The U.S. Secret Service has seized more than $4.24 million in currency that investigators believe was part of a money laundering scheme to acquire new bills in exchange for damaged dollars.
Federal investigators said in a search warrant affidavit in Washington that more than a dozen packages of money submitted in a two-year span since 2010 contained bills that were intentionally damaged through burning and chemical agents.
Most of the money came from a bank in Argentina that agents did not identify in court papers (PDF) unsealed last week in U.S. District Court for the District of Columbia. The damaged cash was transmitted to the U.S. Treasury Department's Bureau of Engraving and Printing (BEP), which runs a money replacement program.
A Secret Service agent said in an affidavit that the currency scheme was an attempt to use the printing bureau's redemption system as a "money laundering machine." Investigators said they found two fragments of a single bill in two separate packages, indicating the person wanted to receive, from the federal government, two new bills from one $100 bill. The fragments were identified through their corresponding serial number.
"[I]t is in the interest of criminals in foreign countries who generate large quantities of American cash in illegal transactions to get all or even some of it 'laundered' both so they can spend their ill-gotten gains and to conceal their unlawful transactions," the agent, Warren Buckley, said in court papers. "If mutilated currency can be redeemed through BEP, this is perhaps the ideal money-laundering scheme."
Some notes that appeared water-damaged, Buckley said, revealed the presence of a chemical "as if they had been put in laundry detergent, fabric softener or fabric cleaners." The addition of a chemical, he said, "gives the note the appearance of looking considerably more worn and older than it is."
The duplicate bill fragment evidence, combined with signs that the bills were intentionally damaged, gave reason to believe "that the mutilated currency's original holders are unlawfully altering currency and/or trying to launder monetary instruments through BEP," Buckley said in a search warrant affidavit. It's a federal crime to intentionally mutilate U.S. currency with an intent to defraud.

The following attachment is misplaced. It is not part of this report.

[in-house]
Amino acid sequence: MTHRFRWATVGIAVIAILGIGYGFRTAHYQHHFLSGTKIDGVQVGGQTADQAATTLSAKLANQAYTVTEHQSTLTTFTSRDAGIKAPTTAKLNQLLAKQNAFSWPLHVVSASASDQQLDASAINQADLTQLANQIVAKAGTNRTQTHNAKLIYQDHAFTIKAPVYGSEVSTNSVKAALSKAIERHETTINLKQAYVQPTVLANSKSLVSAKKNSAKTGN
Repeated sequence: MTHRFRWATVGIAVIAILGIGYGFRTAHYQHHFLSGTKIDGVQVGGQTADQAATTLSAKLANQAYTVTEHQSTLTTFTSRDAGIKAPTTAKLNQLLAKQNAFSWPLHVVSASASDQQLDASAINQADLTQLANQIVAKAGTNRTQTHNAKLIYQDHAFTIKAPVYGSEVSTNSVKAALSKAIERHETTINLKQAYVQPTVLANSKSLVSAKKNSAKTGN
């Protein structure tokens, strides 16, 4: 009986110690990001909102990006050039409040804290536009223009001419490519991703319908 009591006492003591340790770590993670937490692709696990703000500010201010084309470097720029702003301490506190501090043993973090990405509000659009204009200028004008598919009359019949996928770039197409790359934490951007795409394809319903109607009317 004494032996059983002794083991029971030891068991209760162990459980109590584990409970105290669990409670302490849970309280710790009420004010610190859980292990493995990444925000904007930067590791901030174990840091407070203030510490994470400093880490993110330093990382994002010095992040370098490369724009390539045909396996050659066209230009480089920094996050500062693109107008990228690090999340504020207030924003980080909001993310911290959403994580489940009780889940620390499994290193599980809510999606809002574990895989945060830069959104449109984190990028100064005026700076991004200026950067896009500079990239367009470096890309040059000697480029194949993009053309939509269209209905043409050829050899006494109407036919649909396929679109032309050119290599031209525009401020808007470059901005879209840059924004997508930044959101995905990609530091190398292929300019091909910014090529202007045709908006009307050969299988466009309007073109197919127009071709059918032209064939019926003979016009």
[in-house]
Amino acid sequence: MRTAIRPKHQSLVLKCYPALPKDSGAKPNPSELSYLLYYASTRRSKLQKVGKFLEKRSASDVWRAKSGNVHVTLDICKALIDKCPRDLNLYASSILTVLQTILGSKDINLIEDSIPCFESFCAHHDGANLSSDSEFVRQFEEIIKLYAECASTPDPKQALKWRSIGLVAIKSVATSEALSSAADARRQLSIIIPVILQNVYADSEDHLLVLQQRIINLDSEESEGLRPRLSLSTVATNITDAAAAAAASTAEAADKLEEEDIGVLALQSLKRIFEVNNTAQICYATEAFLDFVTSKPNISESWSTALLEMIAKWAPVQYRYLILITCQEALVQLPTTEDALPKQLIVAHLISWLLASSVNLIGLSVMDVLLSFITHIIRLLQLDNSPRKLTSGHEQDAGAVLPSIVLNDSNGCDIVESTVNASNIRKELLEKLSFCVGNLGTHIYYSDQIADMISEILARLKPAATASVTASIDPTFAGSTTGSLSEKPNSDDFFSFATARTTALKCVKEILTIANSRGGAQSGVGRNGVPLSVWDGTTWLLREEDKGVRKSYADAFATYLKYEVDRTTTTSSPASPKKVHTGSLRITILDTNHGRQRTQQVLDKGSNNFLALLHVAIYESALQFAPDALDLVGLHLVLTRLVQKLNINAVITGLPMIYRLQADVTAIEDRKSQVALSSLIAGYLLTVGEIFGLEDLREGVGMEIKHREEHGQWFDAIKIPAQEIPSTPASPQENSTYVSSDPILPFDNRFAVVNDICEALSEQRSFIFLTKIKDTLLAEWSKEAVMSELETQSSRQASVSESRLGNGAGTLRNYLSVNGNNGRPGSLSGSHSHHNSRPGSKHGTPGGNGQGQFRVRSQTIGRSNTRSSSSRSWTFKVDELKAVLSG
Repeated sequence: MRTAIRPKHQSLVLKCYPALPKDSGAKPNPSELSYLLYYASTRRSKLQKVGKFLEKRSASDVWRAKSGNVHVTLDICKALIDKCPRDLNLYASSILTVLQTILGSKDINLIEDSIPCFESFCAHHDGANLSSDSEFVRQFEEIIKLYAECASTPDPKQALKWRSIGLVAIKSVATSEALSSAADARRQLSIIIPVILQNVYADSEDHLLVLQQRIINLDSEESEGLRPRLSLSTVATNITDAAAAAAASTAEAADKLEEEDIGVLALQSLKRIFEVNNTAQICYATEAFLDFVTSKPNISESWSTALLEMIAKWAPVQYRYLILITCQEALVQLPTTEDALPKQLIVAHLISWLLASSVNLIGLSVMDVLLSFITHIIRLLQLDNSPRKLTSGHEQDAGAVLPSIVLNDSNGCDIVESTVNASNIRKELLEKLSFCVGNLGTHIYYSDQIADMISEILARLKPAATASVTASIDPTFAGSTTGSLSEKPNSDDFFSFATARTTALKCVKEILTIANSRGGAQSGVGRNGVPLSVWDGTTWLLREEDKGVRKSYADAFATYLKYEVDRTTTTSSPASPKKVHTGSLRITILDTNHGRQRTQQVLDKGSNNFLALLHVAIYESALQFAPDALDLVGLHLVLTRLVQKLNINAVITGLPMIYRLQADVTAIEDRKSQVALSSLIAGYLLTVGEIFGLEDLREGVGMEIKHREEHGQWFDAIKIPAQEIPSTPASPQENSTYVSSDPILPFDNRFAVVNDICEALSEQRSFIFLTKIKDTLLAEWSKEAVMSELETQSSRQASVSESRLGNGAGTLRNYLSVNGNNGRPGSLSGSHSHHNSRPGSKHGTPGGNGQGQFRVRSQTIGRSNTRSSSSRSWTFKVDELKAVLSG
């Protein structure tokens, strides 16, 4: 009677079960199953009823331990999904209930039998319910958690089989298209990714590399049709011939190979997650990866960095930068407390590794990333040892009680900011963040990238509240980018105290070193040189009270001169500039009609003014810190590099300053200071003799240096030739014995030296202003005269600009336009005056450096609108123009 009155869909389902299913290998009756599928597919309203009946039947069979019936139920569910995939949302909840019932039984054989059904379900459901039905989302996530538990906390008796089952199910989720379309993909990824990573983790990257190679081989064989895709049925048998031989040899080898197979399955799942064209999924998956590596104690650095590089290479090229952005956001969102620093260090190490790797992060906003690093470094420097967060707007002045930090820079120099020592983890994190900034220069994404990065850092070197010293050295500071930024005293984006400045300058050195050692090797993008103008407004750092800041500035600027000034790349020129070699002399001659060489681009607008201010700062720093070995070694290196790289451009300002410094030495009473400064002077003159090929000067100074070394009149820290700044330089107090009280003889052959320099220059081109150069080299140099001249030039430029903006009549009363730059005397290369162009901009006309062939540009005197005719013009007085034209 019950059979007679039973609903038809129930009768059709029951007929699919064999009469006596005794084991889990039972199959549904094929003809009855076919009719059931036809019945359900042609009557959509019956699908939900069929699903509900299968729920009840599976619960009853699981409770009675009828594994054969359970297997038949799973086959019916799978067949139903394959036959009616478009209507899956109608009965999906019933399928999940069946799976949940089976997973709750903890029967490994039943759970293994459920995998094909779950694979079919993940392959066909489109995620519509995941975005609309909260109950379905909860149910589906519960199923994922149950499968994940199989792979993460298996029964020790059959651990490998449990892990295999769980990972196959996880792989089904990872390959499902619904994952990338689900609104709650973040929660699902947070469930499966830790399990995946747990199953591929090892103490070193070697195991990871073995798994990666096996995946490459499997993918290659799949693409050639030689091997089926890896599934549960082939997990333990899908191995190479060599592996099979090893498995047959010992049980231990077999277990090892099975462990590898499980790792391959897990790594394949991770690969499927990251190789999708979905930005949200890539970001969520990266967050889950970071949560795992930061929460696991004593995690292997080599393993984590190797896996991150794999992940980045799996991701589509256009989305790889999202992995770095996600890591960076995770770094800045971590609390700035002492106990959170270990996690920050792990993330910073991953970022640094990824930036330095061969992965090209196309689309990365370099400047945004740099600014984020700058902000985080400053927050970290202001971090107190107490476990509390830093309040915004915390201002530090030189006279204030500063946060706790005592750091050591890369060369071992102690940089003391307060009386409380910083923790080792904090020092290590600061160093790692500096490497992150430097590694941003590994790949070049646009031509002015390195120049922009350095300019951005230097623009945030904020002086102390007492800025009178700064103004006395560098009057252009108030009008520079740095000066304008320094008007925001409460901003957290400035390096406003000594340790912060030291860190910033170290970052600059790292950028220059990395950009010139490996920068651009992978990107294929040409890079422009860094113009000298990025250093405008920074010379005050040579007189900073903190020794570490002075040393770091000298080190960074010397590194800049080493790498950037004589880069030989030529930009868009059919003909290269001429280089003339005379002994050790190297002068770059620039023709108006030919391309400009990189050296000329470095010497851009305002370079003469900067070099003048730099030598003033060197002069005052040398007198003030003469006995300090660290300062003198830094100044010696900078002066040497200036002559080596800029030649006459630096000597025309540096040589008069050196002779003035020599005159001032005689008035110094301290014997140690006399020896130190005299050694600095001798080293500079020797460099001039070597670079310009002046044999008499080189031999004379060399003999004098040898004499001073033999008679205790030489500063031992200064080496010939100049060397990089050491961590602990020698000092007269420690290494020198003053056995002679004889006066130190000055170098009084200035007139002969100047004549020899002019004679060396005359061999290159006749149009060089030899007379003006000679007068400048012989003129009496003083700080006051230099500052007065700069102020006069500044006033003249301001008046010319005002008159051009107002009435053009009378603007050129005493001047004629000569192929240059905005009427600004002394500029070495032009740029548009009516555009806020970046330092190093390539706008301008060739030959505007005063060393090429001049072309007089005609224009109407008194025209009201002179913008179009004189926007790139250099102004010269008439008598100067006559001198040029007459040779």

Buckley did not speculate on the origin of the money. He said, however, that "lawful retailers" in the United States and abroad do not typically engage in transactions that involve $100 bills only. In the United States, he said, a "$100 bill is still a comparatively rare thing to see, such that some retailers decline to make change for a $100 bill for fear it might be counterfeit."
U.S. Magistrate Judge Alan Kay in Washington on May 7 approved the search and seizure of the cash. The money is now subject to civil or criminal forfeiture. Court records, publicly filed on June 13, do not indicate that any person has made a claim on the cash. A spokesman for the Secret Service did not immediately comment on the investigation.
Mutilated currency is money that is less than 50 percent of the original note or in a condition that requires a special examination to determine the value. The more damaged the cash, the longer the inspection takes.
Currency examiners over their careers have seen notes "that were buried in the ground for decades or washed out in floods, bills that were burnt in fires and notes that have been eaten by animals," court records show.
Examiners are suspicious when two separately submitted bills "have remarkably similar or the same burn marks and charring pattern" on each bill. "When BEP experts find notes in different packages burnt in the same way in unusual places, they suspect intentional burning," Buckley said.
Last July, Secret Service agents and Treasury Department inspector general's office staff interviewed officials in Bank of America's foreign currency services unit in Miami. The bank was a "middle man," accepting cash from the bank in Argentina and then forwarding the money to the BEP for redemption.
Bank officials told the Secret Service that the bank does not inspect the bags of mutilated currency it receives, according to Buckley's affidavit. Bank of America's client, according to bank officials, do not immediately receive any payment from the bank.
The latest seizure of damaged money is not the first. Since 2007, there have been several cases in Washington federal district court in which the authorities seized mutilated currency on the belief that the currency was intentionally damaged.